established parameters. This was carried out in order to promote
the acceptance and integration of AK in the context of the mainstream
scientific community. This corresponds to one goal of the journal
to become a peer-reviewed, indexed journal. Another objective
is to act as a mediator among those who practice kinesiologic medicine,
i.e. the various groups which have developed as a result of applied
The article by Ferreri (3,4), The Temporomandibular Joint:
A new paradigm, previewed by the author of this commentary
prior to its publication, represents an example of the aforementioned
intention. Those who read the article will carefully note that more
than once there is a statement that the described material represents
personal observations which have shown to hold true for the author.
As such, the article has been published in the section kinesiologic
medicine, which may be considered individual opinions and
METHOD PART 2
Research & Stages of Treatment
by Clive Lindley-Jones, B.Ed (Hons), D.O., D.I.B.A.K.
In a recent issue of this journal (1), practitioners were introduced
to The Sunflower Method via some personal reflections of my experiences
of first learning and then both using and teaching others to use
this applied kinesiology (AK) based approach to helping children
overcome learning difficulties such as dyslexia and dyspraxia.
In this follow-up article, readers are brought up to date on the
progress and aims of the research the Sunflower Trust is jointly
funding with Surrey University in England and make more explicit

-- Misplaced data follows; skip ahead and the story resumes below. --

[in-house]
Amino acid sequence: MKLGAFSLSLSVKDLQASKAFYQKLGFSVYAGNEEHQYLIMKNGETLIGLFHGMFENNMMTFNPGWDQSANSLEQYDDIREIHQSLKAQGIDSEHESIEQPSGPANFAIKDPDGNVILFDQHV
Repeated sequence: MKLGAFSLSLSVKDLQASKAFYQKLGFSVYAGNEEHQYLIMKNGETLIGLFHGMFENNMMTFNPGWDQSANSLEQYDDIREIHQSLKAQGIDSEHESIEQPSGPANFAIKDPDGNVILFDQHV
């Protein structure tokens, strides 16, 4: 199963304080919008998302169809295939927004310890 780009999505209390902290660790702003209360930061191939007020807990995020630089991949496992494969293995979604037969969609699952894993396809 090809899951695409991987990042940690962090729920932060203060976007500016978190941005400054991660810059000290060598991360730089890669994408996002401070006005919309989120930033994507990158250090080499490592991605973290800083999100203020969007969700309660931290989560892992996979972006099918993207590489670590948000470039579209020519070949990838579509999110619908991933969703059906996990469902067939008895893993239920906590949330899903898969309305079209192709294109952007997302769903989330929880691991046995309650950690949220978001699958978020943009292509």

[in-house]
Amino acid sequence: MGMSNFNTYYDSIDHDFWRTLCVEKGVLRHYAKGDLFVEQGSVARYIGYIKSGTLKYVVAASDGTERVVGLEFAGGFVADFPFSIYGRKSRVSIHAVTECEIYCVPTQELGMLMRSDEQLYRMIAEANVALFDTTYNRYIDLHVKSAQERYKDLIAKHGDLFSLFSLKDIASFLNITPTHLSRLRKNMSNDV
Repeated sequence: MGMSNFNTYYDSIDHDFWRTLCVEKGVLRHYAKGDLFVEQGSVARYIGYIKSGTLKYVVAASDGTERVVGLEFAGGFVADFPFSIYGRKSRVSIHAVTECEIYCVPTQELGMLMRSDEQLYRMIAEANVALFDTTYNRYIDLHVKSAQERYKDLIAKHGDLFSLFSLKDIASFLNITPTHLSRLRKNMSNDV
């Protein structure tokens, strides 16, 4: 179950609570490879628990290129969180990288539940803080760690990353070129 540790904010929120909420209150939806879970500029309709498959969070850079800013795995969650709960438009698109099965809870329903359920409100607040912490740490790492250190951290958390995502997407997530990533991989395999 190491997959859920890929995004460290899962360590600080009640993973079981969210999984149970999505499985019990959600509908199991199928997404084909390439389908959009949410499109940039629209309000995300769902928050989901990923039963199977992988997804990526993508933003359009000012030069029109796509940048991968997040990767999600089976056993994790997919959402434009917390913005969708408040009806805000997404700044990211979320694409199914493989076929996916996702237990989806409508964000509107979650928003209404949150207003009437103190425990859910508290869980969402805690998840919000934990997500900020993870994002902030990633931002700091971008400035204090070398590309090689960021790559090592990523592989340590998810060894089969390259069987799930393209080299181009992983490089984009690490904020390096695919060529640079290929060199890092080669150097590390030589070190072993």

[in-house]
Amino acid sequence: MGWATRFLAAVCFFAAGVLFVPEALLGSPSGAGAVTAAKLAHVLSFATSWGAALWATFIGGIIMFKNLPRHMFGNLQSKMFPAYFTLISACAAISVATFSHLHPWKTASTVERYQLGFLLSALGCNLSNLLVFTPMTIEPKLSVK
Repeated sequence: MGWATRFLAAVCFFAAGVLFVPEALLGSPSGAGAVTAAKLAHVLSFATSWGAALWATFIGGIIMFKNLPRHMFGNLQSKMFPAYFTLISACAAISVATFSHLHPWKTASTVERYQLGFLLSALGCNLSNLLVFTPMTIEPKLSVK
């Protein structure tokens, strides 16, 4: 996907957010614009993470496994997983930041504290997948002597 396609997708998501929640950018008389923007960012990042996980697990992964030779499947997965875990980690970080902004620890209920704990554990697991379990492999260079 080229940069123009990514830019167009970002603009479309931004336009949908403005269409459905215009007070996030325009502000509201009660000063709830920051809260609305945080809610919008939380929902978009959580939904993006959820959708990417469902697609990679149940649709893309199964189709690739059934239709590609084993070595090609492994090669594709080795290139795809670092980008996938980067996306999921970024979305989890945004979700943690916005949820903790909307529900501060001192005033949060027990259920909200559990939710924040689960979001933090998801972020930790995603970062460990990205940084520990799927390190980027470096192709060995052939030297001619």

some of the methods used and the stages the treatment protocol involves.
Over the last few years, our focus has been on expanding the number
of practitioners who are trained to offer this work. This year it
has been on moving the research forward. The Sunflower Trust and
The Roehampton Institute, part of Surrey University, are jointly
funding Leona Bull of (2) the Faculty of Life Sciences to do her
Ph.D. evaluating the method. The Institute has a renowned reputation
for research in education and medical science.
Following a favourable article about the method published in the
London Times newspaper in October 2000, five hundred families
applied for places on the research programme. Seventy suitable families
were selected and the first cohort of children commenced treatment
in early 2001, while a carefully matched control group will be monitored
and compared to the treatment group. The control group themselves
will eventually receive the Sunflower Method treatment once the
first cohort has been completed and research findings will be published
when all the results are in.